It has been a while since my last proper post; in all honesty, bar the tenuous, Telegraph-given connection, the subject of my last actual post is a little out of keeping with the blog (oh hai there new followers! It is very nice to have you, but I thought you all deserved a warning). Like its non-identical twin sister, this blog fizzled out a little over the latter part of last year. I had been using them both to skirt around the sayable, while privately, silently, exploring the unsayable.
Last year feels as though it should have been a turning point, though nothing much has turned. After withdrawing a little from the online community of pagans, and immersing myself in the mystery tradition of Anglesey Druidry, I have emerged with more or less the same perspective as before, but with a much steadier sense of the ground beneath my feet, and a lot more clarity about how I could explore it further.
Mystery is, in essence, inexpressible; finding ways to express the inexpressible is what art is for – and although I make no claims to be an artist, this blog exists to express ideas about druidry: a path which is partly rooted in gnosis, mysticism and subjective experience. I need to use it to express the things that actually inspire me, no matter how hesitant I am to expose them to the winds of internet opinion; otherwise it has no heart. I am starting to understand a little more about what it means to be a bard, having thought for all these years that perhaps I could just quietly avoid that aspect of the druid path without anybody noticing. Unfortunately, “anybody” included me (who, privately, noticed very much); it also included the deepest wellspring of my inspiration, a deity who is not the type to insist, but is not exactly easily suppressed…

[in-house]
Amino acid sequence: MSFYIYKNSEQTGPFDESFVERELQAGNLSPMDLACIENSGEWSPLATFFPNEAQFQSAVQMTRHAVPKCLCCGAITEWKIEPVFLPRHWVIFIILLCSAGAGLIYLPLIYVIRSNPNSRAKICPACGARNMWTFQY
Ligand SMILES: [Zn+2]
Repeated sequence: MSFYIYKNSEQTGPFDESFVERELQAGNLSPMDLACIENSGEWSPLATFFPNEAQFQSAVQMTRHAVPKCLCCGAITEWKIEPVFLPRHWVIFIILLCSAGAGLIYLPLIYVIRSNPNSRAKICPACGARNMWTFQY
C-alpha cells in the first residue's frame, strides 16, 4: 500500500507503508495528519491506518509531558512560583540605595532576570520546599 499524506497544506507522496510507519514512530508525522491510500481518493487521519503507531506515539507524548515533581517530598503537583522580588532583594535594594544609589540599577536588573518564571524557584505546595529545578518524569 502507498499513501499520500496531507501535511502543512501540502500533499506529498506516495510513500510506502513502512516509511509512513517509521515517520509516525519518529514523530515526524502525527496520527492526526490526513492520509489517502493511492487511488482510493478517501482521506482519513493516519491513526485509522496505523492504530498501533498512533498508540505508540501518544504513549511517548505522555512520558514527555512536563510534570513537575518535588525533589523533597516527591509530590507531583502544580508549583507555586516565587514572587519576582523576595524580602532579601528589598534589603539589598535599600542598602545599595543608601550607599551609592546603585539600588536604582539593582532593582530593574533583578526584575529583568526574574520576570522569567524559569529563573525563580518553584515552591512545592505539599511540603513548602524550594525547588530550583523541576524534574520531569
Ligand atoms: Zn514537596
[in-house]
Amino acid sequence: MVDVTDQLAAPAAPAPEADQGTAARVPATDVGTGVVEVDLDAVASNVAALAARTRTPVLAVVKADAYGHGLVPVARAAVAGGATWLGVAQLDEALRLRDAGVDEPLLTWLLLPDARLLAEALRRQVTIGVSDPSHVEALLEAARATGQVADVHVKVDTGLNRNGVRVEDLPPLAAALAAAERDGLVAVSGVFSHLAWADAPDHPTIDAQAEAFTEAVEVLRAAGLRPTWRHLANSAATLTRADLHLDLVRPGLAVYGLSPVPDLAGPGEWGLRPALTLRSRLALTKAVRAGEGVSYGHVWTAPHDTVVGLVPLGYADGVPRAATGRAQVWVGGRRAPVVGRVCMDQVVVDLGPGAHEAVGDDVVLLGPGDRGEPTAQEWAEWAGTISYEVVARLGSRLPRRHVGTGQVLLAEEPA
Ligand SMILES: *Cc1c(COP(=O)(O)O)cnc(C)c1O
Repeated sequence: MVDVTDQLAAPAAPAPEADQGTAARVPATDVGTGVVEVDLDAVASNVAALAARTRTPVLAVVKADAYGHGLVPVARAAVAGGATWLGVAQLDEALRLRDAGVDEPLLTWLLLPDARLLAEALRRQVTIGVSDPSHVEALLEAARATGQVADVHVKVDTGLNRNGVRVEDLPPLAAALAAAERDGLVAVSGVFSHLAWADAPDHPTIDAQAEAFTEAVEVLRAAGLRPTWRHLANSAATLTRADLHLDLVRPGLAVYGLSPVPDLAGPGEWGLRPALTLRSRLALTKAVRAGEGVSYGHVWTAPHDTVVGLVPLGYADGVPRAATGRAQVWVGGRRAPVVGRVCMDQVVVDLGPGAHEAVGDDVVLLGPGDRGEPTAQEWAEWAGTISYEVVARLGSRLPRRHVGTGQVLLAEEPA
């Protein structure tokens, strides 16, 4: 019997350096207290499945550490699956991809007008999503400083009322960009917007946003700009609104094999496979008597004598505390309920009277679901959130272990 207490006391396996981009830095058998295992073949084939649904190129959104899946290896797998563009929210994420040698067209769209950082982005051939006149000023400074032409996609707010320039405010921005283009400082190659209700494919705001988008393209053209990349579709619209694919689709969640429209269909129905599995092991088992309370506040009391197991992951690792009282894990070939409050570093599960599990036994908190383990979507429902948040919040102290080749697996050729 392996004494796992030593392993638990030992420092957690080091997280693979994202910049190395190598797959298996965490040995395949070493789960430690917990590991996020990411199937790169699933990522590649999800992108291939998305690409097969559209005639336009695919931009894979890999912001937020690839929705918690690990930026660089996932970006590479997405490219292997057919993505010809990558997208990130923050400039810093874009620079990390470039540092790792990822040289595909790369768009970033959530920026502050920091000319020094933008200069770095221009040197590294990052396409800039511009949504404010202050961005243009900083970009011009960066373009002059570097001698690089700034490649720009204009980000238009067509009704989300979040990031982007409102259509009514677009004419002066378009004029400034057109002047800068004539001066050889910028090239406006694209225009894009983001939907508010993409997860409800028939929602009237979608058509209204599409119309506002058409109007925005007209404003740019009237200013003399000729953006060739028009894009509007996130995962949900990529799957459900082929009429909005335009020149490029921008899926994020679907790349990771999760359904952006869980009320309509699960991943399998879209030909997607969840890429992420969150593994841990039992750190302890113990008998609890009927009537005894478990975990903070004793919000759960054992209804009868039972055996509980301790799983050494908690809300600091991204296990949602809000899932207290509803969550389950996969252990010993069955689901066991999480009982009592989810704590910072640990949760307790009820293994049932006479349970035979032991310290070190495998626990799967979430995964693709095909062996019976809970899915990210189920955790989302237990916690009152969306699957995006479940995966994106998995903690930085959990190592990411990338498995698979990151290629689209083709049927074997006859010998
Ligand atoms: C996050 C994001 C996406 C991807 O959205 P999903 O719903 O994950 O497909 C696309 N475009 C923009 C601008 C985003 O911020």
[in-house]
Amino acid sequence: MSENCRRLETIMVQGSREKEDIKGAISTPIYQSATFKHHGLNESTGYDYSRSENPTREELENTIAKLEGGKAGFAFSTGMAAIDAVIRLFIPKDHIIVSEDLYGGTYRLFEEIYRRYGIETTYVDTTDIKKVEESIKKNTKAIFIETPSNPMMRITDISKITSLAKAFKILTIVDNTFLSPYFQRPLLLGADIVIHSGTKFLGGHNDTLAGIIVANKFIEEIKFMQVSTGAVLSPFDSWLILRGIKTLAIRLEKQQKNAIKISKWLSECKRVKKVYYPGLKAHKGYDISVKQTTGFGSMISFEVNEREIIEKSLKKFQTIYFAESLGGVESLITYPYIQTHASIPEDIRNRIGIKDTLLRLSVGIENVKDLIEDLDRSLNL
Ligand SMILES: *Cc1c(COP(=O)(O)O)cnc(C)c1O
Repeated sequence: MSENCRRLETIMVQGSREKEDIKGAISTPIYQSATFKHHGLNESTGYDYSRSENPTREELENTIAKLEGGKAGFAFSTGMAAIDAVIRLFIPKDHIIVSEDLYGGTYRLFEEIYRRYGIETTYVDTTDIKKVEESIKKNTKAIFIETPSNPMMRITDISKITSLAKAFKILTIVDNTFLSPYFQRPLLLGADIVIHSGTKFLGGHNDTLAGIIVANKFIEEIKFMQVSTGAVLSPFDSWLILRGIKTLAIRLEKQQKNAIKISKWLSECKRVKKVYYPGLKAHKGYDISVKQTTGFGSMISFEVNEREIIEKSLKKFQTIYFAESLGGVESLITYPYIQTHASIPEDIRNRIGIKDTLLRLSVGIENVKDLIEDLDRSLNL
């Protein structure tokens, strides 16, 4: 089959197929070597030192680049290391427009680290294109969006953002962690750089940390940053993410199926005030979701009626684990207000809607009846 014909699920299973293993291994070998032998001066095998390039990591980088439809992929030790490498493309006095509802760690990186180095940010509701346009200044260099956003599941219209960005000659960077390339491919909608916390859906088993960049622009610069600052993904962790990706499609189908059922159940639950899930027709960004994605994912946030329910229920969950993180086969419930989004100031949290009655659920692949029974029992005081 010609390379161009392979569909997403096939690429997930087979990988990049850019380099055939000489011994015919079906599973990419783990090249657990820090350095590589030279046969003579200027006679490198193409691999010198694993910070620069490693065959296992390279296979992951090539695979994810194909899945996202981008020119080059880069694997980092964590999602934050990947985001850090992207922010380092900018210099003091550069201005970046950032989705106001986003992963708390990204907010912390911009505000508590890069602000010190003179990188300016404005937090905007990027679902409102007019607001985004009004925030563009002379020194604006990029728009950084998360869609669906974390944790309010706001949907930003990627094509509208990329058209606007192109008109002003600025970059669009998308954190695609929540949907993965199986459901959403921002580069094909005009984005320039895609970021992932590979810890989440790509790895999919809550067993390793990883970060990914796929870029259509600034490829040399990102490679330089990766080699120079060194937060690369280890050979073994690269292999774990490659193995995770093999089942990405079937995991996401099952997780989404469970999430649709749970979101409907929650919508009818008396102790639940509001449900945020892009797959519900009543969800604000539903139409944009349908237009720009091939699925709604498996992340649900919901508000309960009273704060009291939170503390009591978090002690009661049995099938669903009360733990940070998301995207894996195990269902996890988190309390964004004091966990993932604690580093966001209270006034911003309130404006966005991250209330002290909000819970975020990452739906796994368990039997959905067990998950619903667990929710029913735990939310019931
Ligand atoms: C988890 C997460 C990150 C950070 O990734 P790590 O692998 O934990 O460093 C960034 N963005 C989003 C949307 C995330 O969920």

So: what am I doing?
This question (“the old song”) is a favourite of Cat Treadwell’s, and I have learned a lot from the clarity of its simple directness.
Right now, I am re-reading Kuno Meyer’s translation of The Voyage of Bran, son of Febal, thanks to the Forgotten Books project. And I am writing. Writing here, because over the past few days I have been devouring pagan blogs; clicking my way into a labyrinth of links and references and, gradually, reading my way out again, laden with a list of new books to find and references to check, and correspondences between ideas that had never quite met one another before. In that context, it seems miserly to read so much and not offer something in return, no matter how little. There comes a point when there is more to be learned by sharing one’s own ideas than by hoarding other people’s, and some connections can only be made out loud. But that leap of faith is terrifying. I know so little. Will I ever know enough?
Enough for whom?
Enough by what measure?
If my measure is an inspired and inspiring life, then I think I am at least on track. The inspiration I feel may not always express itself in art – in the words or music we associate with bard-craft (though the moment on Sunday when I sang to the turning tide and saw a cormorant fly overhead and land in the water with each verse, was a moment of pure magic) – but in some small way I can feel it expressed in everything I do. Just under four months ago, I was initiated as awenydd; now, I am learning to be one. It takes faith to spend so much time and effort researching old tales and traditions, and to glean inspiration from sources that have been obscured by time; it takes still more faith to pour our souls into the work of singing this inspiration back into the world. But it is the work I vowed to undertake. And – however I try to rationalise it, whatever stories I weave around it – Manawydan mab Llŷr (and maybe also Manannan mac Lir) is at its heart.
Let not thy intoxication overcome thee;
Begin a voyage across the clear sea
So I begin.